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Journal of Biomedicine and Biotechnology
Volume 2006, Article ID 12129, 3 pages
Review Article

Interplay Between Oxidative Damage, Protein Synthesis, and Protein Degradation in Alzheimer's Disease

Anatomy and Neurobiology, Sanders Brown Center on Aging, University of Kentucky, Lexington, KY 40536, USA

Received 4 November 2005; Revised 31 January 2006; Accepted 1 February 2006

Copyright © 2006 Jeffrey N. Keller. This is an open access article distributed under the Creative Commons Attribution License, which permits unrestricted use, distribution, and reproduction in any medium, provided the original work is properly cited.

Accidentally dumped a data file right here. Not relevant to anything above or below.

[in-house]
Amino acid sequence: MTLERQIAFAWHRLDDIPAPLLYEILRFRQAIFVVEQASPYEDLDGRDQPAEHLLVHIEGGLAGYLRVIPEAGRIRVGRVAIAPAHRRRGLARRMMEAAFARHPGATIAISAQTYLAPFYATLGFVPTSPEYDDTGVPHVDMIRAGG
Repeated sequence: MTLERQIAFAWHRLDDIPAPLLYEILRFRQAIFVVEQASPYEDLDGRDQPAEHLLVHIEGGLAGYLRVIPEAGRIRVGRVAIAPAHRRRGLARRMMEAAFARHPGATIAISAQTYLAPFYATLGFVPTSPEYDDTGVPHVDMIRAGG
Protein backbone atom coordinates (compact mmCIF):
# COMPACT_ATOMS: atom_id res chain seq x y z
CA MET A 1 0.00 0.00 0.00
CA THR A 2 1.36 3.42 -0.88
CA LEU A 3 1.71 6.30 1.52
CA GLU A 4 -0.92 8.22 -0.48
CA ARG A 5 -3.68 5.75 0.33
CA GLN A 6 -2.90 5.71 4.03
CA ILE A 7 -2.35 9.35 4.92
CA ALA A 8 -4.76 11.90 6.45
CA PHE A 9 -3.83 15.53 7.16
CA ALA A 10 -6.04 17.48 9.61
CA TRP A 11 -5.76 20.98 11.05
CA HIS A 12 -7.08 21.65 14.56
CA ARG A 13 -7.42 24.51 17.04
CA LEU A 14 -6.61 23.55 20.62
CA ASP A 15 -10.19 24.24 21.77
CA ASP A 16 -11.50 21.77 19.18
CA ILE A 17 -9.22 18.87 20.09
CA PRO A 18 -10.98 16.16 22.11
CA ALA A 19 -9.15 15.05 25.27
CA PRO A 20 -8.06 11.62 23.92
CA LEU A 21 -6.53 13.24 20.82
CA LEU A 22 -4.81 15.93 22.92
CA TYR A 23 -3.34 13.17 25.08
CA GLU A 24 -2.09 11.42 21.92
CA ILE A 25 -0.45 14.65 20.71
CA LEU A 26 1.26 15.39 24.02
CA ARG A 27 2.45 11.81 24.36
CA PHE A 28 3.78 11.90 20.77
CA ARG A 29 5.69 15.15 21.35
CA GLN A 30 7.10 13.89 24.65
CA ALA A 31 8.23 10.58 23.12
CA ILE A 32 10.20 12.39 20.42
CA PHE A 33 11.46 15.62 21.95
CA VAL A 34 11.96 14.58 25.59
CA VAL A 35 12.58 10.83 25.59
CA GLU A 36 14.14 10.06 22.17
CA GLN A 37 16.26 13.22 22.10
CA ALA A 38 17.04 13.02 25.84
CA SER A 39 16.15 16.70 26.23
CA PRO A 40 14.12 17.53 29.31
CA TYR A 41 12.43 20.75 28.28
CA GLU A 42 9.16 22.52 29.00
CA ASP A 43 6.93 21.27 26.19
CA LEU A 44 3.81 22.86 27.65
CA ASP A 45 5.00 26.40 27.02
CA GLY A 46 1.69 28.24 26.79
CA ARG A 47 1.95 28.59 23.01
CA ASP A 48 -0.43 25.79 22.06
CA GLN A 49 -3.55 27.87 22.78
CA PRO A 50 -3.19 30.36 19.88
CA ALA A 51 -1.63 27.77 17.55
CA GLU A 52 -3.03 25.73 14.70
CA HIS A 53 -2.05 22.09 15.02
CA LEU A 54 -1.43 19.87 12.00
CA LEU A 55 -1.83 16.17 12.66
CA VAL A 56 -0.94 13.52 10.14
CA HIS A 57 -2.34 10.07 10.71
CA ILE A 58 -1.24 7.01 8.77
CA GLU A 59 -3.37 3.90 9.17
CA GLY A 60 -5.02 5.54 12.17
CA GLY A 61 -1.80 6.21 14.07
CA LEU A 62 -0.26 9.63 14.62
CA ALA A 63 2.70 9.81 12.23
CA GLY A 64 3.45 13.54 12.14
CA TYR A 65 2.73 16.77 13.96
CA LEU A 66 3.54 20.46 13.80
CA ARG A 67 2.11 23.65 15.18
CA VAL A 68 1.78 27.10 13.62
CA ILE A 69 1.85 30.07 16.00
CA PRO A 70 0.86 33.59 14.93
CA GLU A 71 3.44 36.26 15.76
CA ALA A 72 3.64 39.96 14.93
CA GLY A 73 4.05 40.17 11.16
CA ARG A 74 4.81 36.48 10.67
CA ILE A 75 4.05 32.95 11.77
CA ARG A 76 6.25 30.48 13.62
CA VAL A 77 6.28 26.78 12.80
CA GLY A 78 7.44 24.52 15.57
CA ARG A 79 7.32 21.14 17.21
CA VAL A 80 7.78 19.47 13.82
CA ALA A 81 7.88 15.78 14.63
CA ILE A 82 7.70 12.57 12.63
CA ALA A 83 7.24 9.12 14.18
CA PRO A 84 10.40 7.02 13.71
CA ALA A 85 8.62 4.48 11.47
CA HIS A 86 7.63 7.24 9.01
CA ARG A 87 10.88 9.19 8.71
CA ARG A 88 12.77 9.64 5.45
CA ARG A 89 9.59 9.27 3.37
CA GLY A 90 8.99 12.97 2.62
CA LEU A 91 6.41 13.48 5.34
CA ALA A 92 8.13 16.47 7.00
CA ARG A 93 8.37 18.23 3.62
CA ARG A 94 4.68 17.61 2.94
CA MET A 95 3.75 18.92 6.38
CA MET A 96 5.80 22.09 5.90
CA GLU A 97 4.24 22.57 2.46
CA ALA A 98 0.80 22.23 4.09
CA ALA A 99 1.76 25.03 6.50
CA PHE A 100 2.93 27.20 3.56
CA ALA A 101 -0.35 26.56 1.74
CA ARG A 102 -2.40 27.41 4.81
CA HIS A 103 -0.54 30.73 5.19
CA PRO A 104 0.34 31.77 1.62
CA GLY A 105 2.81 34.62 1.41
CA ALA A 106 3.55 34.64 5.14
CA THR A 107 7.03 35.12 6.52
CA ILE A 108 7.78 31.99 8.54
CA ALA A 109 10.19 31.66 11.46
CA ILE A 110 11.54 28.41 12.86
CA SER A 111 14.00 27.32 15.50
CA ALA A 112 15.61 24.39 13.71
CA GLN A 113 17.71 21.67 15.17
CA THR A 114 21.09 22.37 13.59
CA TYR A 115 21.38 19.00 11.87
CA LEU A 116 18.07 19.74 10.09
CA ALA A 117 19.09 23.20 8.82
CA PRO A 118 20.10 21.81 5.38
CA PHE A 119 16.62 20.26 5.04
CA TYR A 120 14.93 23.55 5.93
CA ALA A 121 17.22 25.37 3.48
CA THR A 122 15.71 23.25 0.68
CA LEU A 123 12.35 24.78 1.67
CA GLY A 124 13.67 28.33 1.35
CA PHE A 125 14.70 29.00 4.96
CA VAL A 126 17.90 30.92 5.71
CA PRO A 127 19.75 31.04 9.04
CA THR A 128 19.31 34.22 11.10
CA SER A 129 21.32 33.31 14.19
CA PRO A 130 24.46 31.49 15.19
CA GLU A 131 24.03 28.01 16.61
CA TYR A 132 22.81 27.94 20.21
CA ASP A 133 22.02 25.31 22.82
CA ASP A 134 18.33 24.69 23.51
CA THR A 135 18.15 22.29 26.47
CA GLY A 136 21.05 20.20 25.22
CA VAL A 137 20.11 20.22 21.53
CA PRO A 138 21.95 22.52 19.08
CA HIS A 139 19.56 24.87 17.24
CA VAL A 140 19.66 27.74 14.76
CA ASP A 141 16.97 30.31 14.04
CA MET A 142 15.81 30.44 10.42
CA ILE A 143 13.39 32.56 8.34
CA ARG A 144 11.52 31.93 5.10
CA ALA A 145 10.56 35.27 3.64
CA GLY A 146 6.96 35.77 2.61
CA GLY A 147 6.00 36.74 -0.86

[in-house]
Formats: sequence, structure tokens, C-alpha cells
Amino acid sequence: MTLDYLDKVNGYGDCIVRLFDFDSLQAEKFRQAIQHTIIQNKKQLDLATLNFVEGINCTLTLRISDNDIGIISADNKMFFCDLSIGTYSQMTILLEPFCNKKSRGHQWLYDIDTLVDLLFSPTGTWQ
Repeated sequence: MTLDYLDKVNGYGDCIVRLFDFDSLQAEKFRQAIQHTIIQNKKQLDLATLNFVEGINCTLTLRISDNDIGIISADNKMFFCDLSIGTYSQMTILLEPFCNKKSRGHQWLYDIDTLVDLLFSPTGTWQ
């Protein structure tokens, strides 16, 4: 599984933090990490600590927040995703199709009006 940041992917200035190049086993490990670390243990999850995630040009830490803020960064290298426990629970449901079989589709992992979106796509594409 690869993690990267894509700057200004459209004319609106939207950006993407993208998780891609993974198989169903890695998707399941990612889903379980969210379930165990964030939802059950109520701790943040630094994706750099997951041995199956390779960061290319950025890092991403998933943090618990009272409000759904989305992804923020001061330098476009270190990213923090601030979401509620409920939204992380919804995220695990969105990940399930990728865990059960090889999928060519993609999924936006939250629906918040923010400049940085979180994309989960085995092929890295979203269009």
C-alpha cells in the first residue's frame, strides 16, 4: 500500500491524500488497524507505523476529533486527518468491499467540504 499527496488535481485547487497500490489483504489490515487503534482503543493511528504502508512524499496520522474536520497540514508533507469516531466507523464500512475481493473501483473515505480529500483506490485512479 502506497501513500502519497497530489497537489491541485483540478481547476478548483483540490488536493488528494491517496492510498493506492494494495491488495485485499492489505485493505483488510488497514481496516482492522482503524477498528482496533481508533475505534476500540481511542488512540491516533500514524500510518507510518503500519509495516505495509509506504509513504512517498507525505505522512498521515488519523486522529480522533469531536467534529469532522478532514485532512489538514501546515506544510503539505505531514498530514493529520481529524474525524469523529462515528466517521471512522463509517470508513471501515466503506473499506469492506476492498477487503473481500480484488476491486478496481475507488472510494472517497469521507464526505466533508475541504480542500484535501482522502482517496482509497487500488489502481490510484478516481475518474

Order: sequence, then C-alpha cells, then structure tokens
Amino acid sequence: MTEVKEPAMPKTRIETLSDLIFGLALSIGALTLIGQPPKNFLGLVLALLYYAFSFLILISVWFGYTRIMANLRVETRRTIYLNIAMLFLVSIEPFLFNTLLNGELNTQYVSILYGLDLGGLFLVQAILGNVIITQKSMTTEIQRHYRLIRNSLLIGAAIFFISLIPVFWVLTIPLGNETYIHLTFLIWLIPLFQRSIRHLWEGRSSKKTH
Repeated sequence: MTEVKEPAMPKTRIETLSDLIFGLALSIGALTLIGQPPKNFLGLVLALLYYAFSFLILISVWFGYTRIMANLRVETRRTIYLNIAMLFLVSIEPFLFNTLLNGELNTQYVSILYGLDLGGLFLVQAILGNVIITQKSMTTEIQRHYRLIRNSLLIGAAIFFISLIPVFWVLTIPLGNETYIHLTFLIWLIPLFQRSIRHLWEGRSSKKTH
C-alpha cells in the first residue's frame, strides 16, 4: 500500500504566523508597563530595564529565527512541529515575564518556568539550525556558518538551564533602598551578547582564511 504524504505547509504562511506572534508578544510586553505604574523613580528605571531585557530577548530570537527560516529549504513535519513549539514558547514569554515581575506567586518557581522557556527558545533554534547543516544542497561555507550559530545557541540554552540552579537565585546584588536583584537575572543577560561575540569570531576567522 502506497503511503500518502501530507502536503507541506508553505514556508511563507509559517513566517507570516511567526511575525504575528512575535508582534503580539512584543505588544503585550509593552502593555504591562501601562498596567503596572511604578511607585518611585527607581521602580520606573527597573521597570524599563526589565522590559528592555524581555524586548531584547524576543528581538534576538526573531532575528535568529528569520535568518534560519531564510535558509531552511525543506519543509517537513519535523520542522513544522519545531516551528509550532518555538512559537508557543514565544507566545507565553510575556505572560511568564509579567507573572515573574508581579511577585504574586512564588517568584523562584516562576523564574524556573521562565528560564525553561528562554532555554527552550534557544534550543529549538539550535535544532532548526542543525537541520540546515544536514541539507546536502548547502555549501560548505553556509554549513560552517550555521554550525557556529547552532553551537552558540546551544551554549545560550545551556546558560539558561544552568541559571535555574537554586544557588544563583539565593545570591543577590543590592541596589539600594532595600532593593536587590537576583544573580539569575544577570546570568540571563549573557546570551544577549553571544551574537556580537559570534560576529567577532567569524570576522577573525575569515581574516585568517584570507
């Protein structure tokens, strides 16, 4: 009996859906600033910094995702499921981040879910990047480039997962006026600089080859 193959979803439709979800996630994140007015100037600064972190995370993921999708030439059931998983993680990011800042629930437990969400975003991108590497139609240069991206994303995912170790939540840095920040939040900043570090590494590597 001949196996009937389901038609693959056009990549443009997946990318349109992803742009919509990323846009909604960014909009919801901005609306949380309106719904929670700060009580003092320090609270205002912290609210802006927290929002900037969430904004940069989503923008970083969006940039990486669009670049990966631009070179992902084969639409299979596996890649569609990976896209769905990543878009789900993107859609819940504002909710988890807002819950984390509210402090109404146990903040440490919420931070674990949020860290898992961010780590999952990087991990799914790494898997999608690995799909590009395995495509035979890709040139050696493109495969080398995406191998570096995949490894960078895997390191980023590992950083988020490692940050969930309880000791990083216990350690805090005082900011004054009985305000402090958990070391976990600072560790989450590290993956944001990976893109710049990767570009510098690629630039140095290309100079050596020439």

Protein synthesis and protein degradation are highly regulated cellular processes that are essential to maintaining cell viability. Numerous studies now indicate that protein synthesis and protein degradation are significantly altered in Alzheimer's disease (AD), with impairments in these two processes potentially contributing to AD pathogenesis. Alterations in steady state protein regulation may be a particularly important factor in regulating whether cells maintain homeostasis in response to oxidative damage, or conversely whether oxidative stress is induced by oxidative damage. The focus of this review is to discuss recent findings on each of these topics, and to discuss their importance to the onset and progression of AD.